Thursday, May 29, 2014

In The News:

North Korea, which this month threatened to carry out a fourth nuclear test, may be closer than previously thought to mounting a nuclear warhead on a missile, some experts say, making a mockery of years of U.N. sanctions aimed at curbing its efforts to obtain nuclear weapons.

No one outside the inner circle of North Korea’s nuclear program likely knows what advances the country has made. But there has been a shift in thinking by some who study the North since it conducted a nuclear test in February last year and amid on-off indications that it is preparing another.
The isolated and poverty-stricken country, which regularly threatens to destroy the United States and South Korea in a sea of flames, defends its nuclear program as a “treasured sword” to counter what it sees as American-led hostility. And there is now “tremendous technological motivation” to conduct a nuclear test as the North races to perfect the technology to miniaturize warheads, a South Korean nuclear expert said.
“The field deployment of a nuclear missile is imminent,” said Kim Tae-woo, former head of South Korea’s state-run Korea Institute for National Unification.
Diplomatic sources told reporters that China, the North’s lone ally, had used diplomatic channels to warn Pyongyang against a nuclear test — another possible sign that it is considering such a move.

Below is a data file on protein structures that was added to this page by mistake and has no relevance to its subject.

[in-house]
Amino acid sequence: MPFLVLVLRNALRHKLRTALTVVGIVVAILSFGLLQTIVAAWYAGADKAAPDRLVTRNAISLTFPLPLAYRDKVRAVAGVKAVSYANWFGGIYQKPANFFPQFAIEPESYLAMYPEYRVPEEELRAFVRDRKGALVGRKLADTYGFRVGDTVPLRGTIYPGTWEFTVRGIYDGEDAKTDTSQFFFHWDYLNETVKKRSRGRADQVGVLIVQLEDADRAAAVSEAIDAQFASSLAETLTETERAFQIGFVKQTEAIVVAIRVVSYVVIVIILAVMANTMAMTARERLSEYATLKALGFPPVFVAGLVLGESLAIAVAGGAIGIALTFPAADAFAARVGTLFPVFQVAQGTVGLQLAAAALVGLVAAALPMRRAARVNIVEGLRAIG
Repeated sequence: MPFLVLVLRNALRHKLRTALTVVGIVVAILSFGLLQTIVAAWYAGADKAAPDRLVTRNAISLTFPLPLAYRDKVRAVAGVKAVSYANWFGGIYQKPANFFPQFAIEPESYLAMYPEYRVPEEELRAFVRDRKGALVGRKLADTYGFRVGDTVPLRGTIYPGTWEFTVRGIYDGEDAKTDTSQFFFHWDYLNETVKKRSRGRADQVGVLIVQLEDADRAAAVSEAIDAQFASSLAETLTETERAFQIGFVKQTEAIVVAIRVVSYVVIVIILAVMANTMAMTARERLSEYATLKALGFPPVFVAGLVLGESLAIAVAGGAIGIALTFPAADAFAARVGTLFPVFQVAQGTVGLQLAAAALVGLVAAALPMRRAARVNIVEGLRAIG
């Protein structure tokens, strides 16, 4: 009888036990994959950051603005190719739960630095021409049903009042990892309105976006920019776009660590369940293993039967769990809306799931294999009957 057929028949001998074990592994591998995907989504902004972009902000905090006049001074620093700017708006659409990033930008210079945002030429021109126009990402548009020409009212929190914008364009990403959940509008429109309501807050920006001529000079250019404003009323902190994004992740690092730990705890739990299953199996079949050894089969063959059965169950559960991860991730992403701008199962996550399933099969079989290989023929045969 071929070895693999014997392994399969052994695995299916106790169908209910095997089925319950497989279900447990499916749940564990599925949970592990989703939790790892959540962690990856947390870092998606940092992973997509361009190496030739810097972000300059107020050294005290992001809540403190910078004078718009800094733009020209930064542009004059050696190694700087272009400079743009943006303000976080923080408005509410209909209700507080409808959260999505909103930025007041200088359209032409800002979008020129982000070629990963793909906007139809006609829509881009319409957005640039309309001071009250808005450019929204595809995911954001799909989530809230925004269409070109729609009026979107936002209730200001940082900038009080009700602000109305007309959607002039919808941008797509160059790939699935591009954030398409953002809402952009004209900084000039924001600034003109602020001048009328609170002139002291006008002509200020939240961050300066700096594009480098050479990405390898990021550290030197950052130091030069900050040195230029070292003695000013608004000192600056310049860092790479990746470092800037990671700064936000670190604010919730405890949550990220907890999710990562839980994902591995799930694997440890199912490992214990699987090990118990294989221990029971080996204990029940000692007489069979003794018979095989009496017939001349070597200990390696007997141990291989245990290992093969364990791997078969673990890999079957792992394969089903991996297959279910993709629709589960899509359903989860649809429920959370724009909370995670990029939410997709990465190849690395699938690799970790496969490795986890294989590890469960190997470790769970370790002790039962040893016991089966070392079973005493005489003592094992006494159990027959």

Experts say the delivery vehicle of choice for North Korea’s first nuclear warhead would most likely be the midrange Rodong missile, which has a range of 1,300 km.

“Given the number of years that North Korea has been working at it, my assessment is that they can mount a warhead on a Rodong,” Mark Fitzpatrick, director of nonproliferation and disarmament at the International Institute for Strategic Studies, said. “Also, there is no doubt that Pakistan can mount a nuclear warhead on its version of the Rodong. . . . It is reasonable to assume that North Korea can too. How reliable the warhead would be is another question.”

“North Korea is well aware of Pakistan’s and Iran’s work on miniaturizing nuclear warheads for (their) missiles, which originally were copies of the Rodong missile,” he said. “North Korea would have likely made the same judgment as the two countries about the importance of starting early to develop a nuclear warhead for its missiles.”

Muslim Arabs marked Jerusalem Day on Wednesday by violently attacking Jews throughout the capital’s Old City.
The violence began atop the Temple Mount, where a mob of Arab youth heckled Jewish visitors and hurled stones at Israeli police, injuring one officer.
As more security forces entered the compound, the perpetrators barricaded themselves inside the Al Aqsa Mosque, from where they continued to hurl stones and firecrackers.

Police quickly closed to the holy site to all Jews and Christians for fear of further Muslim violence.
Nearby, another gang of Arab youth attacked Jewish high school students who were visiting from the Golan Heights to celebrate Jerusalem Day. As the group of students passed through the Old City, they were suddenly attacked with stones and tear gas. No serious injuries were reported.